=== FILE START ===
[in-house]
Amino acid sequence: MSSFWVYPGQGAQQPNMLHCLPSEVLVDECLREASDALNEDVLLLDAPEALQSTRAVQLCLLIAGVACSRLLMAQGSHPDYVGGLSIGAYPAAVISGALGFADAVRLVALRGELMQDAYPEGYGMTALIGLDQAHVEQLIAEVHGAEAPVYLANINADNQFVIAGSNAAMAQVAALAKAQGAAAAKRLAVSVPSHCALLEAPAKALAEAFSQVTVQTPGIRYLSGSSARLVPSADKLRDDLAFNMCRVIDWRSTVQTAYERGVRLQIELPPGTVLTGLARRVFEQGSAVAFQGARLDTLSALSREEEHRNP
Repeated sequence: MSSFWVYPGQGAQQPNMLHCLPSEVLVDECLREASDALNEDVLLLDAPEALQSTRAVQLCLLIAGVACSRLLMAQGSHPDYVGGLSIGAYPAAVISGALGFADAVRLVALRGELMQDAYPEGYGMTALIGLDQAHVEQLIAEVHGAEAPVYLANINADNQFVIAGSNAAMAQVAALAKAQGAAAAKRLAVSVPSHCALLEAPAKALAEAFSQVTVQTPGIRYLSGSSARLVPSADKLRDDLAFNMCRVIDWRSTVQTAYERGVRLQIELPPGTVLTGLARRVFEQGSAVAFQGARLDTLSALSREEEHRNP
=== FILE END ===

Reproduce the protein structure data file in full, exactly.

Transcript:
[in-house]
Amino acid sequence: MSSFWVYPGQGAQQPNMLHCLPSEVLVDECLREASDALNEDVLLLDAPEALQSTRAVQLCLLIAGVACSRLLMAQGSHPDYVGGLSIGAYPAAVISGALGFADAVRLVALRGELMQDAYPEGYGMTALIGLDQAHVEQLIAEVHGAEAPVYLANINADNQFVIAGSNAAMAQVAALAKAQGAAAAKRLAVSVPSHCALLEAPAKALAEAFSQVTVQTPGIRYLSGSSARLVPSADKLRDDLAFNMCRVIDWRSTVQTAYERGVRLQIELPPGTVLTGLARRVFEQGSAVAFQGARLDTLSALSREEEHRNP
Repeated sequence: MSSFWVYPGQGAQQPNMLHCLPSEVLVDECLREASDALNEDVLLLDAPEALQSTRAVQLCLLIAGVACSRLLMAQGSHPDYVGGLSIGAYPAAVISGALGFADAVRLVALRGELMQDAYPEGYGMTALIGLDQAHVEQLIAEVHGAEAPVYLANINADNQFVIAGSNAAMAQVAALAKAQGAAAAKRLAVSVPSHCALLEAPAKALAEAFSQVTVQTPGIRYLSGSSARLVPSADKLRDDLAFNMCRVIDWRSTVQTAYERGVRLQIELPPGTVLTGLARRVFEQGSAVAFQGARLDTLSALSREEEHRNP